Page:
During Week Four, I added another run. The longest of these three runs was four miles. I had learned from articles online that one possible cause of an IT Band injury is always running on the same side of the road. In her article “What Is Iliotibial Band Syndrome,” Elizabeth Quinn says, “IT band syndrome is common in runners who perform unbalanced, repetitive exercise such as running only on one side of a crowned road, or only running one way around a track. Most roads slope off to the sides and running along the edge causes to the outside foot to be lower than the inside foot. This in turn causes the pelvis to tilt to one side and stresses the IT band.” (Source) So, I began running with my back to oncoming traffic on straightaway stretches of my routes where there was excellent visibility. I removed my ear buds so I could hear the occasional car behind me, though I stuck to rural roads with little circulation.

Also, I’d read somewhere that running downhill can aggravate a sore IT Band because foot strikes are heavier against the pavement on a decline. So during Week Four, I ran straightaways and up hills, but I slowed to a walk when the course went downhill.

By this time, my hip was feeling much better. However, I still felt soreness in my right hip by about mile two of a run, and the discomfort usually lasted throughout that day.

I ran three times during Week Five, alternating sides of the road so that my hips were tilted for equal times. Instead of walking down the hills this week, I tried altering my foot strikes. Usually, my foot hits the pavement at its mid-point, at the arch. When I ran downhill, I deliberately hit the road with my heel first, rolling through the rest of my foot  until I pushed off with my toe for the next stride. I noticed a difference in the way this strategy forced my muscles to fire, and my legs absorbed the shock of running downhill differently, too. I did not feel soreness in my right hip on these runs.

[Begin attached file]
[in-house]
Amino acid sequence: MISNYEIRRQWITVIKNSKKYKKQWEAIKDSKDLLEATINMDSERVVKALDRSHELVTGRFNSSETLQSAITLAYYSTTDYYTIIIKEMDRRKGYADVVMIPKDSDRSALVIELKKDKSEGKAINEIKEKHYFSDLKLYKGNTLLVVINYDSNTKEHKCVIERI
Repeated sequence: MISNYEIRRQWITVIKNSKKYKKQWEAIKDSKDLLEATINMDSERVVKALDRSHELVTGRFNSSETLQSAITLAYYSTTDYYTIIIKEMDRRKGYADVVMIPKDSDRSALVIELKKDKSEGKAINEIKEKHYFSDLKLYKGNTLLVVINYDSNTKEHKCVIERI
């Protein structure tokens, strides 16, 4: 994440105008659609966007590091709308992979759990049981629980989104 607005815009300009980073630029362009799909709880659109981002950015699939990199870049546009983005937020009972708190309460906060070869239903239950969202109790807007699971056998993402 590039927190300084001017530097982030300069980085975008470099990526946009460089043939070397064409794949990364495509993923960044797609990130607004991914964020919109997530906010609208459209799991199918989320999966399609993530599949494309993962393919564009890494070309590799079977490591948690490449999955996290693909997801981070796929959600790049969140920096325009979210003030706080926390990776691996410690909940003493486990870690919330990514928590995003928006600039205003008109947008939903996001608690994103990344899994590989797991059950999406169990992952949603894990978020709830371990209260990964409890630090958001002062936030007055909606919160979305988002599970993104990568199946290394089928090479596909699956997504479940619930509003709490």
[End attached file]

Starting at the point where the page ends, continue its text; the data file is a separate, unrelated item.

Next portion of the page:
For the next few weeks, I continued a three run/week schedule, employing my strategies and IT Band stretches. Sometime during this time, I stopped noticing any hip soreness during or after my runs.

This morning, I ran five miles. The IT Band in my right hip doesn’t give me trouble anymore. However, I understand now its fragility. Though I don’t alter my stride when the course goes downhill anymore, I do run on the opposite side of the road whenever it’s safe so my right foot isn’t always the outside one.  I continue the IT Band Strengthening Exercises three times a week. And should the Syndrome return one day, I now have a tried and true plan for recovery.

Have you ever suffered an (IT Band) injury? Please share your recovery strategies in the comments!

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Weekend in the Water

A great weekend is one when you chip away at your bucket list, coming one step closer to checking off a life goal. I had one of those weekends. And it was fab-U-lous.

With my husband, I participated in two training-intensive days of scuba classes. The course we’re taking is called Open Water Diver and is Scuba Schools International’s (SSI) basic certification curriculum. 

The classroom segment of each day covered what happens to your body as you descend and are subjected to the increasing atmospheric pressure of deep water. We learned in theory how to avoid disastrous underwater scenarios and how to deal with potential emergency situations. Each three-and-a half-hour-long classroom session was followed by three-and-a-half more hours in the pool, practicing the skills in which we must be proficient to become certified divers.